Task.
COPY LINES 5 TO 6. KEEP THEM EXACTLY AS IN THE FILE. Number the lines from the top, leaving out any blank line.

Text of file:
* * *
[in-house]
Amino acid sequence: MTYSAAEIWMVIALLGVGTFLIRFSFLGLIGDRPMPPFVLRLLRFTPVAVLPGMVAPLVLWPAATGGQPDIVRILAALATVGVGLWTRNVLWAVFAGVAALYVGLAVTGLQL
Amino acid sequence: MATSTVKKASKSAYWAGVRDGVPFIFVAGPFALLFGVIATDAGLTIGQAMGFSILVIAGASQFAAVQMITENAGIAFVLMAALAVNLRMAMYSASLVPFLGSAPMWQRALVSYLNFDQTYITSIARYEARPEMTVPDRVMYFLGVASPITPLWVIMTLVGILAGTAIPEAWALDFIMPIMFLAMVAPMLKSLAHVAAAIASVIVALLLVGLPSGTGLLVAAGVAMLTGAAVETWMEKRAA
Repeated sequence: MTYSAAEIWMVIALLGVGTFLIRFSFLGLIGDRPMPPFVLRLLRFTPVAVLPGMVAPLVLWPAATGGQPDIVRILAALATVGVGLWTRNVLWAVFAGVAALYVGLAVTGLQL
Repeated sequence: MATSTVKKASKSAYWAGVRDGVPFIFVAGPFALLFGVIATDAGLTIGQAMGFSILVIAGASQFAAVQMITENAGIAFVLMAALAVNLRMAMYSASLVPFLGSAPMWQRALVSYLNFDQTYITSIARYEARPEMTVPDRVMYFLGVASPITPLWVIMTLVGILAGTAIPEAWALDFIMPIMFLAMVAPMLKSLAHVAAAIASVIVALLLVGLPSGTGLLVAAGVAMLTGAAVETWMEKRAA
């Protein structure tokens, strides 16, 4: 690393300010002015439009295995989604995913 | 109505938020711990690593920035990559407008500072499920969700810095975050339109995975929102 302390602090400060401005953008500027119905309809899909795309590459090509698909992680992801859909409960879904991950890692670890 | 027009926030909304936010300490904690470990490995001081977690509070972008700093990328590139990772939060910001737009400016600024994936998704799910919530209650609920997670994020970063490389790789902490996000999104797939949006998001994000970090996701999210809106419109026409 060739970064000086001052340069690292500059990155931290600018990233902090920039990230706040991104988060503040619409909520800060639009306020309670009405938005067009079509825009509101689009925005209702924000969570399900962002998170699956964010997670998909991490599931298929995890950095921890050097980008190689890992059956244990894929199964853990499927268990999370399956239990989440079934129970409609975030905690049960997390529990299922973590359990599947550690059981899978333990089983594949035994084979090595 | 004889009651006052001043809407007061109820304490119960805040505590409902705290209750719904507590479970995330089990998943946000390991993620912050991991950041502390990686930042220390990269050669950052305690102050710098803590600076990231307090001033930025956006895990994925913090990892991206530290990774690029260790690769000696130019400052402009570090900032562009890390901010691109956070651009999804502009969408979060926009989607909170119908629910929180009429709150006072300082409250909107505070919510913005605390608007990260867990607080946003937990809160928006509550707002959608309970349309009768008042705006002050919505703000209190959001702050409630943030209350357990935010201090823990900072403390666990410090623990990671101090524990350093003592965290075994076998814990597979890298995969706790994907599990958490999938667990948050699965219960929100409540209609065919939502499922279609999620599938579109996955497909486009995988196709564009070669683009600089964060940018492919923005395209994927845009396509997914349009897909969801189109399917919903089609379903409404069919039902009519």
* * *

Repeated sequence: MATSTVKKASKSAYWAGVRDGVPFIFVAGPFALLFGVIATDAGLTIGQAMGFSILVIAGASQFAAVQMITENAGIAFVLMAALAVNLRMAMYSASLVPFLGSAPMWQRALVSYLNFDQTYITSIARYEARPEMTVPDRVMYFLGVASPITPLWVIMTLVGILAGTAIPEAWALDFIMPIMFLAMVAPMLKSLAHVAAAIASVIVALLLVGLPSGTGLLVAAGVAMLTGAAVETWMEKRAA
């Protein structure tokens, strides 16, 4: 690393300010002015439009295995989604995913 | 109505938020711990690593920035990559407008500072499920969700810095975050339109995975929102 302390602090400060401005953008500027119905309809899909795309590459090509698909992680992801859909409960879904991950890692670890 | 027009926030909304936010300490904690470990490995001081977690509070972008700093990328590139990772939060910001737009400016600024994936998704799910919530209650609920997670994020970063490389790789902490996000999104797939949006998001994000970090996701999210809106419109026409 060739970064000086001052340069690292500059990155931290600018990233902090920039990230706040991104988060503040619409909520800060639009306020309670009405938005067009079509825009509101689009925005209702924000969570399900962002998170699956964010997670998909991490599931298929995890950095921890050097980008190689890992059956244990894929199964853990499927268990999370399956239990989440079934129970409609975030905690049960997390529990299922973590359990599947550690059981899978333990089983594949035994084979090595 | 004889009651006052001043809407007061109820304490119960805040505590409902705290209750719904507590479970995330089990998943946000390991993620912050991991950041502390990686930042220390990269050669950052305690102050710098803590600076990231307090001033930025956006895990994925913090990892991206530290990774690029260790690769000696130019400052402009570090900032562009890390901010691109956070651009999804502009969408979060926009989607909170119908629910929180009429709150006072300082409250909107505070919510913005605390608007990260867990607080946003937990809160928006509550707002959608309970349309009768008042705006002050919505703000209190959001702050409630943030209350357990935010201090823990900072403390666990410090623990990671101090524990350093003592965290075994076998814990597979890298995969706790994907599990958490999938667990948050699965219960929100409540209609065919939502499922279609999620599938579109996955497909486009995988196709564009070669683009600089964060940018492919923005395209994927845009396509997914349009897909969801189109399917919903089609379903409404069919039902009519």